It's interesting how some posting a comment here can't do something as simple as follow the rules by entering a valid e-mail address, but at the same time try to appear as righteous?
The details are:
UP New Years Event - Bloggers predictions for 2007
When: 25 January 2006, at 5:30 for a 6:00 start
Where: Creative HQ, at 25 Marion Street, Wellington
And here is the pitch:
We've asked Wellington's best bloggers to gaze into the future and tell us what the big news will be in the next twelve months. The wisdom of their prognostications will astound you—or make you laugh, at the very least.
The blogger who makes the best predictions — as voted by the audience — will be crowned UP Visionary of the Year for 2007, and receive an official certificate, a beautiful tiara [crown?], and full bragging rights… at least until 2008, when we will vote again on whether to revoke their title.
David Farrar, of Kiwiblog fame,
Tom Beard, Wellingtonista's "Blogger of the Year" for 2006,
Mauricio Freitas, the Geekzone Guy,
Philip Fierlinger, self-confessed Blog Junkie
Mike, carrying the hopes and dreams of the UP Exec
Each blogger will make 3 to 5 predictions.
Preditions will be in the following categories: Gadgets & Games,
The Internet, Business & Telecom[munications], Technology, Wellington & NZ.
Predictions made by blog readers in comments are allowed, but must be credited.
Cheating—by using insider knowldge, in-depth simulations, latent psychic powers, reasoned analysis, alcohol, ouija boards, etc— is strictly encouraged.
The last bit is important... So if you think you have a vision of the future of blogging, and it happens in 2007, then drop a comment here or contact me.
PS. If your name is not linked, I sincerely apologise - I simply can't find your blog right now, so please drop me a note and I will update the links.
The package has been in the country for four days now, in the bonded warehouse for three days, plus one day in Auckland.
I am also told that even though this box is sitting on a depot 20 minutes from here, even if an agent from Auckland releases it, the chances of having this delivered today are very slim.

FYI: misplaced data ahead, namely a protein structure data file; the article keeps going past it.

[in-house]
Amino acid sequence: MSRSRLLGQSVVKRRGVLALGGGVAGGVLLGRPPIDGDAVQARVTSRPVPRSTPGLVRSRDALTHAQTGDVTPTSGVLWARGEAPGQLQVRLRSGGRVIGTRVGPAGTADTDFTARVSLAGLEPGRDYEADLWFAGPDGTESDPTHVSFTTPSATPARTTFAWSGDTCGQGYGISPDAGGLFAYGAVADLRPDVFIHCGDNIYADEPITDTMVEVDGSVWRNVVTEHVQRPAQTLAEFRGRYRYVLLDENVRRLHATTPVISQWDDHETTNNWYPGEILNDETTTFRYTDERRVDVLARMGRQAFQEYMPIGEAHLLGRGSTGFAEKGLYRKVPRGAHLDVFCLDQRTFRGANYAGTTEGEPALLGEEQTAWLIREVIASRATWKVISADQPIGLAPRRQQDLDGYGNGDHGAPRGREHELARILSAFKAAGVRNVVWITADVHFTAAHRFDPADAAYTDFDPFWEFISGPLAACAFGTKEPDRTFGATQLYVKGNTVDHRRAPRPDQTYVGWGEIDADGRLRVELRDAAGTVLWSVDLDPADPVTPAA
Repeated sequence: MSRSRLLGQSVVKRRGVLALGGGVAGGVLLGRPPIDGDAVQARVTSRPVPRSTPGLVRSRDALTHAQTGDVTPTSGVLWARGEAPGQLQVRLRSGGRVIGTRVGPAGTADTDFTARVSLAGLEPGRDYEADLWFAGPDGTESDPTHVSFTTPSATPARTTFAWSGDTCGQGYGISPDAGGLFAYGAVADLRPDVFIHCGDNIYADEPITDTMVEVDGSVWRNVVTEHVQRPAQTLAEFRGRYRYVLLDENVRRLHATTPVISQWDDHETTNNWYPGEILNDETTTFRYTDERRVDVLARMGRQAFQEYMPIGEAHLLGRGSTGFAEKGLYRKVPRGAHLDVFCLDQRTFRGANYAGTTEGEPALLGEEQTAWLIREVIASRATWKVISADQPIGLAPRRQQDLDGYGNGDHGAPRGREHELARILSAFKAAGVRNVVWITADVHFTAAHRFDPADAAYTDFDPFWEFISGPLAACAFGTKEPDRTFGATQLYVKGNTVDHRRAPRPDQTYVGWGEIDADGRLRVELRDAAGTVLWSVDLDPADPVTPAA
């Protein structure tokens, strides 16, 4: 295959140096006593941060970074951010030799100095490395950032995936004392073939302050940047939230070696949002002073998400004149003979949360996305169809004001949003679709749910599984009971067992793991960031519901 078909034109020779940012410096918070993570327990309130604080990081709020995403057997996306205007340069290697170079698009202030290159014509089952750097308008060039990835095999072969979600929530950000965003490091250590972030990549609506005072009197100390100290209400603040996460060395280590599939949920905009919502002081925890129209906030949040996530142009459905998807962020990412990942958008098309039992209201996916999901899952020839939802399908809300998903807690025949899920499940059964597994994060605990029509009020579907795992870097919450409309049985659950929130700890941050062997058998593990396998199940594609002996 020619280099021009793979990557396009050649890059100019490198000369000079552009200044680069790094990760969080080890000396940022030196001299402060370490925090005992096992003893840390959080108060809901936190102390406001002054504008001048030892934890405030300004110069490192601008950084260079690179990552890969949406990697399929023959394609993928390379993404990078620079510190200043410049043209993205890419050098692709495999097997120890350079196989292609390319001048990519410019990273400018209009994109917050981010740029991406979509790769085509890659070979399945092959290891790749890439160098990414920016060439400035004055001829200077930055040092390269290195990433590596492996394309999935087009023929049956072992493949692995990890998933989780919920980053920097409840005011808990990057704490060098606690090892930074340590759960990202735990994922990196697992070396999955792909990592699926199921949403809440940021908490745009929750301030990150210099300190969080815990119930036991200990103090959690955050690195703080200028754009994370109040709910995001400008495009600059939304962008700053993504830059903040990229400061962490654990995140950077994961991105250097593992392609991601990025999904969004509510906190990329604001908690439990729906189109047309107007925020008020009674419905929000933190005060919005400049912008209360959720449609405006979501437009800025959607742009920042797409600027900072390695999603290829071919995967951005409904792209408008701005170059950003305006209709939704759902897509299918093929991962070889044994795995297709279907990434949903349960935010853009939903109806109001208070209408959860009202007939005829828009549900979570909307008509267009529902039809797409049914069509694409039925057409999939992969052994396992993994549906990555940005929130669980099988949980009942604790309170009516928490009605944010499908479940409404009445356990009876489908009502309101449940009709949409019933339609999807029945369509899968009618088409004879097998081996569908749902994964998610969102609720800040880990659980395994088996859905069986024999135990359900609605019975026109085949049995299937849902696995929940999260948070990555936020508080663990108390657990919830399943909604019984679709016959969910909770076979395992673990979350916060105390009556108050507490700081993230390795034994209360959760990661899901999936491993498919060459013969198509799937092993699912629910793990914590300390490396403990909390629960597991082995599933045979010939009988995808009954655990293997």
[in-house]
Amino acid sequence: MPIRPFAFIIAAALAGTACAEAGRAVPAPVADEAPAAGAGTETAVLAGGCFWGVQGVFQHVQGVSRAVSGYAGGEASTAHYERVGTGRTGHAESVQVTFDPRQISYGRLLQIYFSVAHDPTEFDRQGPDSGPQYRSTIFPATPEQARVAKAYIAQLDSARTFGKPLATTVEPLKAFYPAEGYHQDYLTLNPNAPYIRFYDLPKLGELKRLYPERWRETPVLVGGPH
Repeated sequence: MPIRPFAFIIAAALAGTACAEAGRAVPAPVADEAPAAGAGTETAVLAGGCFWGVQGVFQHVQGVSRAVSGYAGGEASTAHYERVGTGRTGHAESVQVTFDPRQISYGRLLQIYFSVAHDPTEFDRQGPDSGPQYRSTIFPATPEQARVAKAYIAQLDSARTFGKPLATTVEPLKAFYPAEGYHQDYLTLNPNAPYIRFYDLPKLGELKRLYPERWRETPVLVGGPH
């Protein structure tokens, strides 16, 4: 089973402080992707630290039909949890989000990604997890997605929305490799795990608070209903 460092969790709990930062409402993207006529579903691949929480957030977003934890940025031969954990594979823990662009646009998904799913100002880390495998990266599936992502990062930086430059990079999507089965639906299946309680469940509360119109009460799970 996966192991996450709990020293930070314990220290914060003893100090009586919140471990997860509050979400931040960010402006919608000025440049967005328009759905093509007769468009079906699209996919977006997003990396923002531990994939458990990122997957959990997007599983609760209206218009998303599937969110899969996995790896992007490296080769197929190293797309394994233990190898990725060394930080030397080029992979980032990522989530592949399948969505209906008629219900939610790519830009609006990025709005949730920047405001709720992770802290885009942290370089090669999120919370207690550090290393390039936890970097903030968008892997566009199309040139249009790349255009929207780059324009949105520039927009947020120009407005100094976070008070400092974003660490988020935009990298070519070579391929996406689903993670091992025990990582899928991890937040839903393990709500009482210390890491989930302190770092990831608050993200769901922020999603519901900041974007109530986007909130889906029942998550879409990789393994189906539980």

Let's see: long New Year holiday from tomorrow, no deliveries until next Thursday... A week from now!
This morning CourierPost delivered a package with a device to be reviewed, posted two weeks ago from Sydney, Australia. Sydney is only 4 hours from Wellington!
There you go, this is the cost of doing business in this country.
Here's the list:
- In 1985 I was attending a course on 4GL on Burroughs B Series mainframes. Being the only person there who had ever used an Apple II, TRS 80 or CP/M-based computer, I told the other attendees to keep an eye on dBASE, and we should think of replacing some of the green terminals with smaller computers for some tasks. Everyone looked at me like "good lord, he's only 18 - these things are toys and he doesn't know it yet". Time changed everything.
- I moved to New Zealand from Brazil, thanks to a job transfer. After working eight years for Unisys Brasil I joined Unisys New Zealand for another eight years, before leaving to work full time on Geekzone. I was with the Unisys Communications practice for about 10 years in total.
- The last two years before moving to New Zealand I spent flying between Londrina and Sao Paulo for a couple of projects, every week. One Friday evening I arrived back home and tried to start my motorcycle. It wouldn't start, because my Siberian Husky (yes, in Brazil!) ate all its cables (including brakes, accelerator) and lots of other bits, rendering it unusable for the next couple of weeks.
- I like good food. Brazilian food, in special feijoada or churrasco made with picanha is great, but Italian food will tip the balance too. And coffee.
- My first PDA was a US Robotics Pilot (the name Palm Pilot came after this first model), back in 1995. I've used all their models up to the Palm m515, then I switched to the Handspring Visor Prism. The reason for that was the Visorphone GSM Springboard module to transform the PDA into a PDA Phone. This was my last Palm OS handheld, because I switched to Windows Mobile soon after.
I am tagging Juha Saarinen, Russell Brown , Jason Dunn, Chris Leckness, and Long Zheng.
I want to learn of interesting places in New Zealand, so make sure to post your entry there... We will close the thread 4th January 2007. Be quick, and good luck!